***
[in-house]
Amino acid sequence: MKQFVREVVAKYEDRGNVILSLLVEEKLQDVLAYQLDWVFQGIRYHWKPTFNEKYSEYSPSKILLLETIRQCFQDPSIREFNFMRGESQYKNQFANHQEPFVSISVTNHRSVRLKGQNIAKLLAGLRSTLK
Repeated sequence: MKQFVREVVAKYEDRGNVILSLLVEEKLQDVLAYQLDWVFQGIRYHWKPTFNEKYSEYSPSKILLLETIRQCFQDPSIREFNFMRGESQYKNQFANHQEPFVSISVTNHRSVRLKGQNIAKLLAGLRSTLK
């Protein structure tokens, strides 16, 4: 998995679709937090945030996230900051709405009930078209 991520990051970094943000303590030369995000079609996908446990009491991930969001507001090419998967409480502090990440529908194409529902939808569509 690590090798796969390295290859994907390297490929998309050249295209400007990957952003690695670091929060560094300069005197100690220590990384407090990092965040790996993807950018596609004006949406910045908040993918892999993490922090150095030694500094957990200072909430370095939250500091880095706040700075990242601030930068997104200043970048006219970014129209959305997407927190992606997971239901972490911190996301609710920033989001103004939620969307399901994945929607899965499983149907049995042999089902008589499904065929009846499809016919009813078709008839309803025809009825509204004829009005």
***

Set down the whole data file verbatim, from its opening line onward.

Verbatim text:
[in-house]
Amino acid sequence: MKQFVREVVAKYEDRGNVILSLLVEEKLQDVLAYQLDWVFQGIRYHWKPTFNEKYSEYSPSKILLLETIRQCFQDPSIREFNFMRGESQYKNQFANHQEPFVSISVTNHRSVRLKGQNIAKLLAGLRSTLK
Repeated sequence: MKQFVREVVAKYEDRGNVILSLLVEEKLQDVLAYQLDWVFQGIRYHWKPTFNEKYSEYSPSKILLLETIRQCFQDPSIREFNFMRGESQYKNQFANHQEPFVSISVTNHRSVRLKGQNIAKLLAGLRSTLK
């Protein structure tokens, strides 16, 4: 998995679709937090945030996230900051709405009930078209 991520990051970094943000303590030369995000079609996908446990009491991930969001507001090419998967409480502090990440529908194409529902939808569509 690590090798796969390295290859994907390297490929998309050249295209400007990957952003690695670091929060560094300069005197100690220590990384407090990092965040790996993807950018596609004006949406910045908040993918892999993490922090150095030694500094957990200072909430370095939250500091880095706040700075990242601030930068997104200043970048006219970014129209959305997407927190992606997971239901972490911190996301609710920033989001103004939620969307399901994945929607899965499983149907049995042999089902008589499904065929009846499809016919009813078709008839309803025809009825509204004829009005």